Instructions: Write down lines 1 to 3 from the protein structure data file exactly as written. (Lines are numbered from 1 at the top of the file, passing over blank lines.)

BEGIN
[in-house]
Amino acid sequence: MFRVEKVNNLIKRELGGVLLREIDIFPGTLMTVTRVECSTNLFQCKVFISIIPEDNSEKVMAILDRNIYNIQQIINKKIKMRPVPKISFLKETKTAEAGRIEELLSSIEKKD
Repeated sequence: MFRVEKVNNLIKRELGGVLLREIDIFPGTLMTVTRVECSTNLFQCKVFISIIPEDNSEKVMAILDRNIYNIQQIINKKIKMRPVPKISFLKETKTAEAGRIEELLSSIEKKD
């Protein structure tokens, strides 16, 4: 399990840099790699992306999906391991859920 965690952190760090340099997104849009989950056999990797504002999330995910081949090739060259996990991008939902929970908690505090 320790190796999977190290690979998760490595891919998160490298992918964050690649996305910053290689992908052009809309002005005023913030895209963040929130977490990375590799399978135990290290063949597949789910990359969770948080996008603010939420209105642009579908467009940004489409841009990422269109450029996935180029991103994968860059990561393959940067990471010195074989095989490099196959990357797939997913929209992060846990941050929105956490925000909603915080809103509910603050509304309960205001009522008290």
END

[in-house]
Amino acid sequence: MFRVEKVNNLIKRELGGVLLREIDIFPGTLMTVTRVECSTNLFQCKVFISIIPEDNSEKVMAILDRNIYNIQQIINKKIKMRPVPKISFLKETKTAEAGRIEELLSSIEKKD
Repeated sequence: MFRVEKVNNLIKRELGGVLLREIDIFPGTLMTVTRVECSTNLFQCKVFISIIPEDNSEKVMAILDRNIYNIQQIINKKIKMRPVPKISFLKETKTAEAGRIEELLSSIEKKD